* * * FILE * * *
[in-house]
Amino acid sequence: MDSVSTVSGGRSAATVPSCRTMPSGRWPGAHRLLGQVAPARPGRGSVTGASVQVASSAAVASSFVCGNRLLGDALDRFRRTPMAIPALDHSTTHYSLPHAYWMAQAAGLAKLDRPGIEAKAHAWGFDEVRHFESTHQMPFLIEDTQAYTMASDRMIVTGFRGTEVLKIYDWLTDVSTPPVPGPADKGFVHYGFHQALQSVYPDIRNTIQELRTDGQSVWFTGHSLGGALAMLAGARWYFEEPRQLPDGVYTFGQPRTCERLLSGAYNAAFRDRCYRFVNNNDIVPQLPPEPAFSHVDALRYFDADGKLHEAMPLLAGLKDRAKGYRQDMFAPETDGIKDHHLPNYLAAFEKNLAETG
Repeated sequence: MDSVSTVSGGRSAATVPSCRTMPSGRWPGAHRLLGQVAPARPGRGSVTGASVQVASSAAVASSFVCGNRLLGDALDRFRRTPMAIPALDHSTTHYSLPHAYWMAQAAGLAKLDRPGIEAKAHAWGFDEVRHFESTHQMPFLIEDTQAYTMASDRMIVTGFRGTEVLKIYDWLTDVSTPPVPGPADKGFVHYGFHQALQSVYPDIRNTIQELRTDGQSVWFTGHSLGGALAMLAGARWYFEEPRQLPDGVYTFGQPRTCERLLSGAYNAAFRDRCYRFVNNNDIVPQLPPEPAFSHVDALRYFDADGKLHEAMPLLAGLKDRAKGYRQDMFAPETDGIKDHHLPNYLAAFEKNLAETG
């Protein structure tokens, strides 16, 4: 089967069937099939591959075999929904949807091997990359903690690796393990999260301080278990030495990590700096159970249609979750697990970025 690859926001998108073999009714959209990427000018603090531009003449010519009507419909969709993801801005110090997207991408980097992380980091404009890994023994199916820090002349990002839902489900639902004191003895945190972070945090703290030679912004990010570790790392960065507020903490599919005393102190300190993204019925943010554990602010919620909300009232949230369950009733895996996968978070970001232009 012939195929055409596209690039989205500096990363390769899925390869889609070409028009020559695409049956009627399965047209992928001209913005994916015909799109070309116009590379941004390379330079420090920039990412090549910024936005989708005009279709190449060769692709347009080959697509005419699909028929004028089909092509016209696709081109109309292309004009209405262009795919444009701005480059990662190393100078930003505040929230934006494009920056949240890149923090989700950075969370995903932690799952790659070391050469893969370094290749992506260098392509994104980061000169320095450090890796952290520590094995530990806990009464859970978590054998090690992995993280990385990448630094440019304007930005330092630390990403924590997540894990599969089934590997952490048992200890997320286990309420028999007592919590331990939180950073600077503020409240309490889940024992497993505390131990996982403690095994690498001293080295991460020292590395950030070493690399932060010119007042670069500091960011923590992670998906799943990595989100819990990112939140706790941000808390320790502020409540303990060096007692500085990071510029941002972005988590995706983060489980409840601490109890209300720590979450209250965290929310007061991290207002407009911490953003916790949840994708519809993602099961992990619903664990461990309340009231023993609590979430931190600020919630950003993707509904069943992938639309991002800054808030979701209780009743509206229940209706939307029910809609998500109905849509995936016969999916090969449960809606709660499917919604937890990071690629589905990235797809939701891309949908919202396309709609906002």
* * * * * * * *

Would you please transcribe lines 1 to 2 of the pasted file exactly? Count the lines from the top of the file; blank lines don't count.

[in-house]
Amino acid sequence: MDSVSTVSGGRSAATVPSCRTMPSGRWPGAHRLLGQVAPARPGRGSVTGASVQVASSAAVASSFVCGNRLLGDALDRFRRTPMAIPALDHSTTHYSLPHAYWMAQAAGLAKLDRPGIEAKAHAWGFDEVRHFESTHQMPFLIEDTQAYTMASDRMIVTGFRGTEVLKIYDWLTDVSTPPVPGPADKGFVHYGFHQALQSVYPDIRNTIQELRTDGQSVWFTGHSLGGALAMLAGARWYFEEPRQLPDGVYTFGQPRTCERLLSGAYNAAFRDRCYRFVNNNDIVPQLPPEPAFSHVDALRYFDADGKLHEAMPLLAGLKDRAKGYRQDMFAPETDGIKDHHLPNYLAAFEKNLAETG